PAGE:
It is easy to draw assumptions and even easier to draw bad assumptions based on either a lack of facts or selective facts. It is human nature to make assumptions quickly about people or situations. Mature individuals, however are circumspect, think grey and get the relevant facts before drawing any conclusions.
Think about this: How often have you heard something and drawn negative conclusions about an individual or organization without knowing the full story? Why is it that we are far more likely to draw a negative rather than a positive conclusion? And how often have you been wrong when you heard "the rest of the story?"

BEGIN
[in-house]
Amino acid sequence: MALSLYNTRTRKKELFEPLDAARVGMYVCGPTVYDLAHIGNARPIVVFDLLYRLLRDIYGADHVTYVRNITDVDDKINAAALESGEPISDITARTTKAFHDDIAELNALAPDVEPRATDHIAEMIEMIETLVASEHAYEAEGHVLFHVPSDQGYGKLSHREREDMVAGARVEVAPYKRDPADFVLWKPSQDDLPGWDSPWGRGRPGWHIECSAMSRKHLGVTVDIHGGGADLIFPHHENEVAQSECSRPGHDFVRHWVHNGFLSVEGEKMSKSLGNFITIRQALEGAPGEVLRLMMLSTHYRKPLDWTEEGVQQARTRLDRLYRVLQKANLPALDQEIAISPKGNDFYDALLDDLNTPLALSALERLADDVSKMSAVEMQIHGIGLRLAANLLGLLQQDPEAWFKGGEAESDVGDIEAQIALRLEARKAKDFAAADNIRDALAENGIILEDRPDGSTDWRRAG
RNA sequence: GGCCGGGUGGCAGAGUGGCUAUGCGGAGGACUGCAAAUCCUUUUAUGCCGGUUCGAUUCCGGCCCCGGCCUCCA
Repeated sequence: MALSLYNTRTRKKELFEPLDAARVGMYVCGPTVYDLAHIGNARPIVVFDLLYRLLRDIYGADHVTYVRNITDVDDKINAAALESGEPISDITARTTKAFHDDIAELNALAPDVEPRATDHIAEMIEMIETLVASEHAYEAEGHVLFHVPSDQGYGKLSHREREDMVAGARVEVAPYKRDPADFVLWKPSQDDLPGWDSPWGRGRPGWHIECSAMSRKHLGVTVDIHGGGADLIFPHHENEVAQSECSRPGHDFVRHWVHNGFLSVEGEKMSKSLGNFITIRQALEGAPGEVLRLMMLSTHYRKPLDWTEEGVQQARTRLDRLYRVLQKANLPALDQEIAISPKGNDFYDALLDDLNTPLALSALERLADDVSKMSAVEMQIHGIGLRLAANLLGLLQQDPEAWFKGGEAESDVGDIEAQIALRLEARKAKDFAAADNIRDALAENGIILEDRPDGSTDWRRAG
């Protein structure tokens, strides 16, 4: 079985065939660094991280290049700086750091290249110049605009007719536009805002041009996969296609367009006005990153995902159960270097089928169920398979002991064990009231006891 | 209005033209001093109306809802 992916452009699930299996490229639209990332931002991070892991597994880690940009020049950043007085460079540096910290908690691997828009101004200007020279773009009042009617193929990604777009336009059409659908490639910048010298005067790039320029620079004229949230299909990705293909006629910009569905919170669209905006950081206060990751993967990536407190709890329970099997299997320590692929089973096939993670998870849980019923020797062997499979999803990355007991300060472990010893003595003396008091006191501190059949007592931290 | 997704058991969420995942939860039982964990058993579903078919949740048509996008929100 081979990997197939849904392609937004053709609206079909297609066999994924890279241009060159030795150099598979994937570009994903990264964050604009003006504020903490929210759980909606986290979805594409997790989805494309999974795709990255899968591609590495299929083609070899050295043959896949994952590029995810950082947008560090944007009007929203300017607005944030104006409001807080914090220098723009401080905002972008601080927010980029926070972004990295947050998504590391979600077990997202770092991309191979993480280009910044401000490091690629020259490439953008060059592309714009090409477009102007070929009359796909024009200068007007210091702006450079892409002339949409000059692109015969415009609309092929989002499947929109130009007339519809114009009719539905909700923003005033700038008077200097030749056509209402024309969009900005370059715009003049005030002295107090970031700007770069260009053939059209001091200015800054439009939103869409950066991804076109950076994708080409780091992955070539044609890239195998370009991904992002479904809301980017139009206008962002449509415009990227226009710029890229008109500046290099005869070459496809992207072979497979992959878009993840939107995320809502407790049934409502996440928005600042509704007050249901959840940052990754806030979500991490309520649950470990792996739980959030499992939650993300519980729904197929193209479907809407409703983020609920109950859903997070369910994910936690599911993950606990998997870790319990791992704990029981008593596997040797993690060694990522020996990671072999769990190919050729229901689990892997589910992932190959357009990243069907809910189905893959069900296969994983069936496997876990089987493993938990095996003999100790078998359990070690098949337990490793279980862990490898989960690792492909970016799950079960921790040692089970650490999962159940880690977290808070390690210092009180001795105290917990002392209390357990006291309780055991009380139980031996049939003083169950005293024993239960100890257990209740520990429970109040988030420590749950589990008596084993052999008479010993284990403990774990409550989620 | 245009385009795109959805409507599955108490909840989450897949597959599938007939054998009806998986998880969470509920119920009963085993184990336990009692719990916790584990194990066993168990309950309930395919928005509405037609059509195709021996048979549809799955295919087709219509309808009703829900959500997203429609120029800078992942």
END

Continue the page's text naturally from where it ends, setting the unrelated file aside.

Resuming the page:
Good counselors know this and when one party comes in to complain about the other they resist the temptation to believe everything they hear as the full story. It is rarely the full story and without all the facts, impossible to know.
I like to practice the art of thinking grey, keeping an open mind, when I am given one sided facts. If it matters to me I will make the necessary inquiry to ascertain their veracity which is usually a personal conversation with someone. If it does not matter or pertain to me I simply recognize that I don't know the full details and don't desire or need to know them.
Correct assumptions come from knowing the facts first. Incorrect assumptions come from getting facts and assumptions in the wrong order. Resist the temptation as incomplete or wrong facts will lead to the wrong conclusion.